MHI Industry Report shows AI interest, adoption on the rise

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MHI CEO John Paxton put it succinctly when summing up the MHI 2024 Annual Industry Report on Wednesday at the industry association’s Modex trade show in Atlanta: “AI is the word of the year.” While you could quibble that artificial intelligence (AI) is actually two words, the general sentiment behind Paxton’s assessment is correct; every recent discussion about supply chain technology eventually wends its way around to the promise and challenges of implementing AI. 

The 1,700 manufacturing and supply chain leaders who took part in the survey that formed the basis for the report certainly agreed: 84% of survey respondents said they plan to adopt artificial intelligence technologies within the next five years.

The biggest potential areas of application for AI in the supply chain according to respondents are: logistics, shipping, and transportation (34%); supplier selection/due diligence (33%); inventory management (27%); customer behavior tracking (24%); contracts (24%); pricing (23%); and demand forecasting (19%). 

As an example of a potential application for AI in transportation, Matt Hough, Chief Information Officer of Cintas shared during a panel discussion following the release of the report that his company uses AI for dynamically routing its trucks. This effort has allowed the company—which supplies uniforms and cleaning and safety supplies to other business—to create better customer density on those routes. As a result, they were able to handle a major increase in their business while only adding three trucks.

A huge challenge to implementing AI, however, is making sure the integration of AI and human is done well. The panelists acknowledged that there can be a lot of fear around the use of AI and robots both on the floor and in the back office. 

“If your workforce is not bought in and are not going to embrace the technology that you are bringing into your facility and supply chain, it’s going to fail,” said Chaneta Sullivan, director, Facility Development and Safety, Chick-fil-A Supply. “Because they’re going to think you’re trying to replace them.”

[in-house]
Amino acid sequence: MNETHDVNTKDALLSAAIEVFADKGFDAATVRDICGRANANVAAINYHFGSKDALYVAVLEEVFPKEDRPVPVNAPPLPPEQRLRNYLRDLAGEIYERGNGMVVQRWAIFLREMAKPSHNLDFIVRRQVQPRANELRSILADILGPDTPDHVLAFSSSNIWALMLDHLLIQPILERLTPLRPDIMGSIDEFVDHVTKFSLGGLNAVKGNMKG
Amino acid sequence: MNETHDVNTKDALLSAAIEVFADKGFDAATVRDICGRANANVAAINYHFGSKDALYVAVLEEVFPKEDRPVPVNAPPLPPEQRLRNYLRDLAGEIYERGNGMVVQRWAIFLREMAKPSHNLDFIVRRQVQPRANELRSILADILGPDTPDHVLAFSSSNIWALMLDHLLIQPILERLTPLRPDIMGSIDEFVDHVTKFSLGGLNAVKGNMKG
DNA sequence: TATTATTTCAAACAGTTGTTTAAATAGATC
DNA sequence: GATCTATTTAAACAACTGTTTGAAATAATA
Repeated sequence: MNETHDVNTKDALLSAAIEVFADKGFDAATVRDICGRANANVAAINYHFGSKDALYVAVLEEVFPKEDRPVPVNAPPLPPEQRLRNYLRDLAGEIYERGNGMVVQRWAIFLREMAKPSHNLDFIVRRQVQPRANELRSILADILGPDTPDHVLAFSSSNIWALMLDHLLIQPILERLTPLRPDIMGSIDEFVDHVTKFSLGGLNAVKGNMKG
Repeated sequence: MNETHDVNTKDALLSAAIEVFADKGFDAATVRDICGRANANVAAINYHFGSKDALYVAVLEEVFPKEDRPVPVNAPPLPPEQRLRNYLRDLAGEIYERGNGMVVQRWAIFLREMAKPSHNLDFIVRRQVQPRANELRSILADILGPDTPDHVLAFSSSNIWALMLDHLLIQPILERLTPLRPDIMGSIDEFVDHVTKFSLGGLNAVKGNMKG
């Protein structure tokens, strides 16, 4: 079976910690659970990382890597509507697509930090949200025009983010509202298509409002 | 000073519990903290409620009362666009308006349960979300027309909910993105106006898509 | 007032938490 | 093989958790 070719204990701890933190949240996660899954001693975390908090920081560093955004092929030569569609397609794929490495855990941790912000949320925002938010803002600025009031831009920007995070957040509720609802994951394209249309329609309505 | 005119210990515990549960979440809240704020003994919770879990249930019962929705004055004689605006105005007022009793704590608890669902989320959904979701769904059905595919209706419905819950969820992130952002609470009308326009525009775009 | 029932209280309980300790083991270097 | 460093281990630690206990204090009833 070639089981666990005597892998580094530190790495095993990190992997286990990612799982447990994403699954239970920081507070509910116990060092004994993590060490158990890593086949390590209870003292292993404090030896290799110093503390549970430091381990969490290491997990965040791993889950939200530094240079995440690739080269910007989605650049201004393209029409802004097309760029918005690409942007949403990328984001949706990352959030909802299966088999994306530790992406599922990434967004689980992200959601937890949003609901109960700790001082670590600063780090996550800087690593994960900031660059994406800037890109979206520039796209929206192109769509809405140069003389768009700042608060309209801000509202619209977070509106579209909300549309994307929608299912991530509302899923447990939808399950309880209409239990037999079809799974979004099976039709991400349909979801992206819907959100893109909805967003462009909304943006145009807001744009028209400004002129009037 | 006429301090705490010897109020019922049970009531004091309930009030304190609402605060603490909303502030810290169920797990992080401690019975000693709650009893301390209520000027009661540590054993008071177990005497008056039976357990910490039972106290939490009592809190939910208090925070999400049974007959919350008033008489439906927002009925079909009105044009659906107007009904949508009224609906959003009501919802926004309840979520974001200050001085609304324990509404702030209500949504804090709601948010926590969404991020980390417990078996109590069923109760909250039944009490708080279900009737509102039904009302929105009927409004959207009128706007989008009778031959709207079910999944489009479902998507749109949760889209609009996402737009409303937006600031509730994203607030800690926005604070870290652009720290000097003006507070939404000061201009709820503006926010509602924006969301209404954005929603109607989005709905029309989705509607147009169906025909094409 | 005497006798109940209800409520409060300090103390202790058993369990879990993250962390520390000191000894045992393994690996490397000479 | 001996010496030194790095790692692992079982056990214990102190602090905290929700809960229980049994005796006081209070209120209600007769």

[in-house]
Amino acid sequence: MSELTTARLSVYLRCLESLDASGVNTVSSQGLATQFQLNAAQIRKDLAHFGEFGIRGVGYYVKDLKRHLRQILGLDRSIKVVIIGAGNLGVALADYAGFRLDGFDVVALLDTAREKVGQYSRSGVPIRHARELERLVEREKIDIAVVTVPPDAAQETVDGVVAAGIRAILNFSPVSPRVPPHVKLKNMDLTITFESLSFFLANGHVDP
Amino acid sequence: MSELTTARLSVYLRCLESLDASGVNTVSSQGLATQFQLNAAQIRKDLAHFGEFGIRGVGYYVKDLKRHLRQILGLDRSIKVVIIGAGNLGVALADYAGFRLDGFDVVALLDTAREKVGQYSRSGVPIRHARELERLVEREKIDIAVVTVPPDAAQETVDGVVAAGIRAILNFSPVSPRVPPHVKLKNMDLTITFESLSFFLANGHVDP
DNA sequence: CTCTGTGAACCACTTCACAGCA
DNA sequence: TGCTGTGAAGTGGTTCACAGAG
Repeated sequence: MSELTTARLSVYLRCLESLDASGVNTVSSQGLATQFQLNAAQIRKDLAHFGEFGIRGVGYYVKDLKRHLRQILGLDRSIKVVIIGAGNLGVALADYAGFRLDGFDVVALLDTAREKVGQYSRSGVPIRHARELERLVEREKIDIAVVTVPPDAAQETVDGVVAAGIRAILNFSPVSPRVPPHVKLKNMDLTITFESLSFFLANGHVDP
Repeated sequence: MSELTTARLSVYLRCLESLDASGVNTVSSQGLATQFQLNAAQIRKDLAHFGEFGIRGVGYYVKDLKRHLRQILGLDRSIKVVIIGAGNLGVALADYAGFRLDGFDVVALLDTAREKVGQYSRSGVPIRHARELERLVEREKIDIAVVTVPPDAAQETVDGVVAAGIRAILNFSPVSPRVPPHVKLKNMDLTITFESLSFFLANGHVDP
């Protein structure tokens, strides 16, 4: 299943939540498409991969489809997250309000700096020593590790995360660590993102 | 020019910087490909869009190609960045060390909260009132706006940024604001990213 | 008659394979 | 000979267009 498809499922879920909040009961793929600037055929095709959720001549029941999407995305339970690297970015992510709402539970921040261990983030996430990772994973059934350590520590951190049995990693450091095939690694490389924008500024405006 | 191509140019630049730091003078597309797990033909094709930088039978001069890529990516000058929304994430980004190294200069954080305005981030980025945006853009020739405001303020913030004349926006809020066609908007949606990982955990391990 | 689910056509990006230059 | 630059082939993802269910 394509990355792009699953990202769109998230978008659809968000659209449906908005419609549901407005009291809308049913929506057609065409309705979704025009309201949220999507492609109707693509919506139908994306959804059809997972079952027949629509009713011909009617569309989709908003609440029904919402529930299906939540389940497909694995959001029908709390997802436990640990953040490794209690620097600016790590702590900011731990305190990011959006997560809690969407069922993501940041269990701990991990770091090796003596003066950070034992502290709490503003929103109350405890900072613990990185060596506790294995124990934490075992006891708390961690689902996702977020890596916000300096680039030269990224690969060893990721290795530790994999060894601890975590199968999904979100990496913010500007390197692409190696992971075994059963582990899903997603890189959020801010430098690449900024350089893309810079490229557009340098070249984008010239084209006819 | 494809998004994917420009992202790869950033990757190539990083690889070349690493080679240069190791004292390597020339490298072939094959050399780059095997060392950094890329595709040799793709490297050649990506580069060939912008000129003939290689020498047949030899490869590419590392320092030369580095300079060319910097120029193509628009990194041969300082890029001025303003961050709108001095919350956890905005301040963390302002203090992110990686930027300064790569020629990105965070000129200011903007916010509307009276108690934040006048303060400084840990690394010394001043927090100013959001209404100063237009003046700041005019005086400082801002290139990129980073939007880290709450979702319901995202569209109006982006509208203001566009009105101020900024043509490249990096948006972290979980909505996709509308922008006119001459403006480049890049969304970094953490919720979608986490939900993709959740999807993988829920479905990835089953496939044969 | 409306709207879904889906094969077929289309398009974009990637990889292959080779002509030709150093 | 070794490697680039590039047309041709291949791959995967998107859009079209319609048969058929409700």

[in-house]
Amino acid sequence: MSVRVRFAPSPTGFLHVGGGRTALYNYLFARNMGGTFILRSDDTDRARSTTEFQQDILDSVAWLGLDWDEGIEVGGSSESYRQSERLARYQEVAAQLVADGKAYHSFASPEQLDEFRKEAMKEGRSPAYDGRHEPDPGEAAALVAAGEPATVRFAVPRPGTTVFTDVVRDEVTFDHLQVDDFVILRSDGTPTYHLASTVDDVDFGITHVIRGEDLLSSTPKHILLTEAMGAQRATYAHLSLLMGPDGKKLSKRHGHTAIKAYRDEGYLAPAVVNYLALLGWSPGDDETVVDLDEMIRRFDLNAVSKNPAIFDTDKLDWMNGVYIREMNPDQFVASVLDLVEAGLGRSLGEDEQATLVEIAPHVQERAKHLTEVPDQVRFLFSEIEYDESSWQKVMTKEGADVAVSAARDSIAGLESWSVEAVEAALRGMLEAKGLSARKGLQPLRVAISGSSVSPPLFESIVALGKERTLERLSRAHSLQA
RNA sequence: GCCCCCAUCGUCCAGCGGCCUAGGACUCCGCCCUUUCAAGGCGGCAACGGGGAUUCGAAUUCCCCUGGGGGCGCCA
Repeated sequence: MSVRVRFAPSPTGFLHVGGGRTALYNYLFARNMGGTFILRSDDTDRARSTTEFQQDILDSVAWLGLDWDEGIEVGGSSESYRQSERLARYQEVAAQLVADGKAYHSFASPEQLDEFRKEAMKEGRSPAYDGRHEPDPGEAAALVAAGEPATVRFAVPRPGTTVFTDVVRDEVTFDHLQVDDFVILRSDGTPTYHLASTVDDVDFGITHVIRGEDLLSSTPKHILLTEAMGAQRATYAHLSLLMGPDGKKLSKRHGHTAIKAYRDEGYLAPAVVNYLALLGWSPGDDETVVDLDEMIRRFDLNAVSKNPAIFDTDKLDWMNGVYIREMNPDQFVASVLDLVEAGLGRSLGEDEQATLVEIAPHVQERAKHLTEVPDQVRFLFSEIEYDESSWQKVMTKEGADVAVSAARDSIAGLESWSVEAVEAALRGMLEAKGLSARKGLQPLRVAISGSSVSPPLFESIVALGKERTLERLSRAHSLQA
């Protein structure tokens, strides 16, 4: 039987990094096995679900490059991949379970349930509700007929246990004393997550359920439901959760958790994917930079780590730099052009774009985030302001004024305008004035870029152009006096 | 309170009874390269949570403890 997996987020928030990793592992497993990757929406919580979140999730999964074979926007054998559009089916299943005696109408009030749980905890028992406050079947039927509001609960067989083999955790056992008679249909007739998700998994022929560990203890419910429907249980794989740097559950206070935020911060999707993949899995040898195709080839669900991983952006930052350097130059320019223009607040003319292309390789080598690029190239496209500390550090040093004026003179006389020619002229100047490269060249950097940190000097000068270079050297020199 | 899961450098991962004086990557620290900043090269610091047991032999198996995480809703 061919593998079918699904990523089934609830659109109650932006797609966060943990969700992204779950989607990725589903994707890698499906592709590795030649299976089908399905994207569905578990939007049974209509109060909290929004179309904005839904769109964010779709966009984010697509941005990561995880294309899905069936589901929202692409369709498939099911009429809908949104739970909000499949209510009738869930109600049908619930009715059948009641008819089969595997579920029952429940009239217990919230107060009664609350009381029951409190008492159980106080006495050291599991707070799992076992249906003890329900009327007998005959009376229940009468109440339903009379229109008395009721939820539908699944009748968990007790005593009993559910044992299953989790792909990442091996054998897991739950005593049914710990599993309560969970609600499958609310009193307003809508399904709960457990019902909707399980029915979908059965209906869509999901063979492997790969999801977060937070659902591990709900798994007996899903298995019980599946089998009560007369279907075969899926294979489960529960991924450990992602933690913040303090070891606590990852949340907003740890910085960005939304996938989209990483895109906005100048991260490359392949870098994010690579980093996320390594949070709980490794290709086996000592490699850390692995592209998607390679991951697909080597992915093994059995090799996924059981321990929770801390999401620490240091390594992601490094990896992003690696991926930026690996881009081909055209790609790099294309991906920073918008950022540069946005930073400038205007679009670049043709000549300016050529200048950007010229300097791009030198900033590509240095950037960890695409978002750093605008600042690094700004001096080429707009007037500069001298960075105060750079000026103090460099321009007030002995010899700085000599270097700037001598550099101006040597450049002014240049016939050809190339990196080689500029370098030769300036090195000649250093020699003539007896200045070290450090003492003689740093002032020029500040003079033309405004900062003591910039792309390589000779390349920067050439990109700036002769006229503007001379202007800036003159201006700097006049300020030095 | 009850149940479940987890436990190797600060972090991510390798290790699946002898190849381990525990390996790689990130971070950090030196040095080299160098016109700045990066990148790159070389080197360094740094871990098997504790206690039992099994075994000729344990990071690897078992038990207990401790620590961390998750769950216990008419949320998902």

A good way to approach a technology and automation implementation, said Sullivan, is to begin with using technology to respond to any complaints or gripes that your employees have about their job. Use the automation to specifically respond to something that is challenging about their job and make it better. You need to make sure your people understand how the technology is going to improve their life and work environment, she said.

On a more general level, the report showed that investment in supply chain automation and technology continues to be strong. Last year ‘s report showed significant investment in supply chain technology as companies tried to shore up their supply chains in the wake of the disruptions wrought by the pandemic. Some wondered if that interest would cool in light of higher interest rates and growing costs. The 2024 report, however, showed that 55% of supply chain leaders are increasing their supply chain technology and innovation investments with 88% saying they are planning to spend over $1 million. Forty-two percent plan to spend over $10 million.

A copy of the report, which was produced by both MHI and the consulting company Deloitte, can be downloaded from MHI’s website.



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